Research in expertise and learning transfer suggests that formulating effective solutions to design problems involves the use of conceptual knowledge, inquiry strategies, graphical representation, and tactile cues. Deep conceptual understanding can empower students to transfer the knowledge gained to new situations, while graphical representations can help students to gain insight into the material world, identify relationships between components of a system, and provide potential for new solutions to a problem. This is true for difficult concepts in engineering such as in the Statics domain. Statics is a backbone course for several engineering disciplines and plays a key role in engineering design. However, researchers have identified Statics as a major impediment for students to succeed in follow-on core courses as well as on practical design capstone courses.
Connections between different representations can be scaffolded by presenting major concepts one at a time, and having students experience forces firsthand through the senses of touch and sight. Physical manipulation or tactile exploration can illustrate ideas, communicate thinking, confirm assumptions, test solutions, and integrate ideas. Students can use various representations to negotiate meaning when misconceptions or naive conceptions are present and can deepen such learning by developing and translating within and among multiple representations. This manipulation can help student making clear mappings between the symbols representing primary forces, and the interactions between the bodies. This study explores the role of haptic learning as a mediator for conceptual learning and representational competence in the Statics domain.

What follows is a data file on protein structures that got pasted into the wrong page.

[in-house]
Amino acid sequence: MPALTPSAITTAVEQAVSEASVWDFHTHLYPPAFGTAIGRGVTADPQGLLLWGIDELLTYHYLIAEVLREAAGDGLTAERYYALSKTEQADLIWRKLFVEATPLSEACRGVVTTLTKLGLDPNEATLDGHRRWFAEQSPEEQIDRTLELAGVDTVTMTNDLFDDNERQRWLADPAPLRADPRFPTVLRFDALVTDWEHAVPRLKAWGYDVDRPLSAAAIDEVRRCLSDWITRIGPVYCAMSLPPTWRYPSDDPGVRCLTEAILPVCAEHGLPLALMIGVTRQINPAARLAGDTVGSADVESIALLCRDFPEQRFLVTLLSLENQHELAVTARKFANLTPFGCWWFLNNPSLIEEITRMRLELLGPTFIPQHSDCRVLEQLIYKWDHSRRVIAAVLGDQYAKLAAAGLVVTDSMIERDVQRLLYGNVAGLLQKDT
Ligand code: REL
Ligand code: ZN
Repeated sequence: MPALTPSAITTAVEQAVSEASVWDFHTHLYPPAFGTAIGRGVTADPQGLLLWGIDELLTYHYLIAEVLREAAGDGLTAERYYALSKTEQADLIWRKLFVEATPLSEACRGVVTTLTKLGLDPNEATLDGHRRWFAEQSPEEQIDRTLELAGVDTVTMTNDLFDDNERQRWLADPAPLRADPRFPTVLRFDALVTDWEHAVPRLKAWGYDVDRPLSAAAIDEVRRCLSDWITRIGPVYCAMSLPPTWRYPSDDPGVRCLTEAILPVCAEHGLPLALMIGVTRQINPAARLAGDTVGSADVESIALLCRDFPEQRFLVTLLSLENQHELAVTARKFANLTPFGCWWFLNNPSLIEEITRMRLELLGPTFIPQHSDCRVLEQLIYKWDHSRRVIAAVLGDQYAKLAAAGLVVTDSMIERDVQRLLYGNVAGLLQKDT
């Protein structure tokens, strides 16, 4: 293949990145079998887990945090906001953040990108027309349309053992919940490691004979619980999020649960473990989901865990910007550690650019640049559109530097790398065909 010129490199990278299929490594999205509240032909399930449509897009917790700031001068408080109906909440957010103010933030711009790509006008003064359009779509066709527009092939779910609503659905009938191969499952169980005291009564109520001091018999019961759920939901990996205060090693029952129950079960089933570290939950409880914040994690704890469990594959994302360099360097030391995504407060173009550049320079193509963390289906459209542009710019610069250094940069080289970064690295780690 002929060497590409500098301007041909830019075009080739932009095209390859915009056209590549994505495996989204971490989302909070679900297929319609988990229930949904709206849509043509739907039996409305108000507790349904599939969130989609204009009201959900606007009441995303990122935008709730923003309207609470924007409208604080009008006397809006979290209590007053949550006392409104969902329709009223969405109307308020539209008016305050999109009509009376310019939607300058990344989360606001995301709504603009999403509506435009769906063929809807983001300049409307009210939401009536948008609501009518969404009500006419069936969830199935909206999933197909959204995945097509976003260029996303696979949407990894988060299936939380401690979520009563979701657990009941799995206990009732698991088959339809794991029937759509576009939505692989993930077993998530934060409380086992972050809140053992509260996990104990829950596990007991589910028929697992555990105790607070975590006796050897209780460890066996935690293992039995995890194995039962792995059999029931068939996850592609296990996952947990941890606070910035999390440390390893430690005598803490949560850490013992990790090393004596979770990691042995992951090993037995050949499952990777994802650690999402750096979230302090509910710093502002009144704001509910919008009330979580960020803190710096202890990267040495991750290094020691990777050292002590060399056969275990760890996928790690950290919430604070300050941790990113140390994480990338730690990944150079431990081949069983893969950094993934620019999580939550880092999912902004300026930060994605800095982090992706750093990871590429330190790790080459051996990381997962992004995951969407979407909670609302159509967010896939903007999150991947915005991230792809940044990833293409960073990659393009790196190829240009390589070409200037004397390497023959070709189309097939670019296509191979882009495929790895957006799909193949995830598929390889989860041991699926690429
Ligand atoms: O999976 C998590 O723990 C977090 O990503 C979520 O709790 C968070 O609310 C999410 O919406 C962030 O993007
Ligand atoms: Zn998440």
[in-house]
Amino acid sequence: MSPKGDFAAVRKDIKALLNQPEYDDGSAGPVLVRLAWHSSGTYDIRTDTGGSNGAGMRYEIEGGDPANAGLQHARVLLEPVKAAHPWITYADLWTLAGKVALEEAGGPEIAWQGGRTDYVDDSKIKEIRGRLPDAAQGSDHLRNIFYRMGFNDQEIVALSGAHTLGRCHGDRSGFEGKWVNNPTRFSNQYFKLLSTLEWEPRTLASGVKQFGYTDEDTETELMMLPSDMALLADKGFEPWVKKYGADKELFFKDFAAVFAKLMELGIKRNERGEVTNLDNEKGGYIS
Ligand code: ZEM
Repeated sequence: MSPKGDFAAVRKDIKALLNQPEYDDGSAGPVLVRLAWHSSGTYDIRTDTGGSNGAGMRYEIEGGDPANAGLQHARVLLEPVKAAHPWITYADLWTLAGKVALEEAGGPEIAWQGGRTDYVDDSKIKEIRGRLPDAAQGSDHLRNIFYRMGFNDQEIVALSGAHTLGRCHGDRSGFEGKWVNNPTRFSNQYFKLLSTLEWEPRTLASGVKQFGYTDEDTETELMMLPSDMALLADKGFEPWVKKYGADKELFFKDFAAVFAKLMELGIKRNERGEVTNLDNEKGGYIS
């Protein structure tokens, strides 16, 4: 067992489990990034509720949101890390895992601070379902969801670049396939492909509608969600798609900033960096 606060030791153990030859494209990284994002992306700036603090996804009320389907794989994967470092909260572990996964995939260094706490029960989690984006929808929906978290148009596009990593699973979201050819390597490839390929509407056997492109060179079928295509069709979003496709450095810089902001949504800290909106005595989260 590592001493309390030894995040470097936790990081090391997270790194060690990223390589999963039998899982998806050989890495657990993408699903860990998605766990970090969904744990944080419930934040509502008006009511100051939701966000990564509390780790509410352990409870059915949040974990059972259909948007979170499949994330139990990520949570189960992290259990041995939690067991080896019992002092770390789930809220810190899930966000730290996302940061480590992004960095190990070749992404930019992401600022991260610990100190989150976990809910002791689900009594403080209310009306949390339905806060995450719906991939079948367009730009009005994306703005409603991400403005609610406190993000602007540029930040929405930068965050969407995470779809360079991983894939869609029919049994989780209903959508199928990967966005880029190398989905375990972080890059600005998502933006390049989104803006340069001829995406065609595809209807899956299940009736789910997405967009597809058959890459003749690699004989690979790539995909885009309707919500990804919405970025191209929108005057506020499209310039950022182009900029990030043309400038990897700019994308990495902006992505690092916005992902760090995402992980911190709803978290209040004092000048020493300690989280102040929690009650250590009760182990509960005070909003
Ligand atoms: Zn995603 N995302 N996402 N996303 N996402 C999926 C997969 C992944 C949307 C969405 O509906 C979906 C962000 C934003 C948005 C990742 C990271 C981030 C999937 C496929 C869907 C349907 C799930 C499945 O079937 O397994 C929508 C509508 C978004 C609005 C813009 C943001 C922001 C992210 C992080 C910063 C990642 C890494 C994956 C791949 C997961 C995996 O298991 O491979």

The goal of this project is to develop new knowledge about how haptic-based learning experiences can mediate conceptual understanding and representational competence of difficult concepts in Statics. In particular, we will investigate how we can best use touch technologies to help students connect systems behaviors in terms of governing forces and their different representational forms. The newly derived knowledge will inform our understanding about how students “learn by touch” as well as our understanding of the interplay between conceptual understanding and representational competence. Our long-term goal is to identify the extent to which interacting with haptic-based learning experiences (HABLE) mediates students’ conceptual understanding and representational fluency of difficult concepts in statics.
Haptic-Based Learning Experiences as Cognitive Mediators for Conceptual Understanding and Representational Fluency in Engineering Education. Sponsoring Organization: National Science Foundation. Role: Co-PI. Total Award: $325,081. 05/01/2016 – 04/30/2021.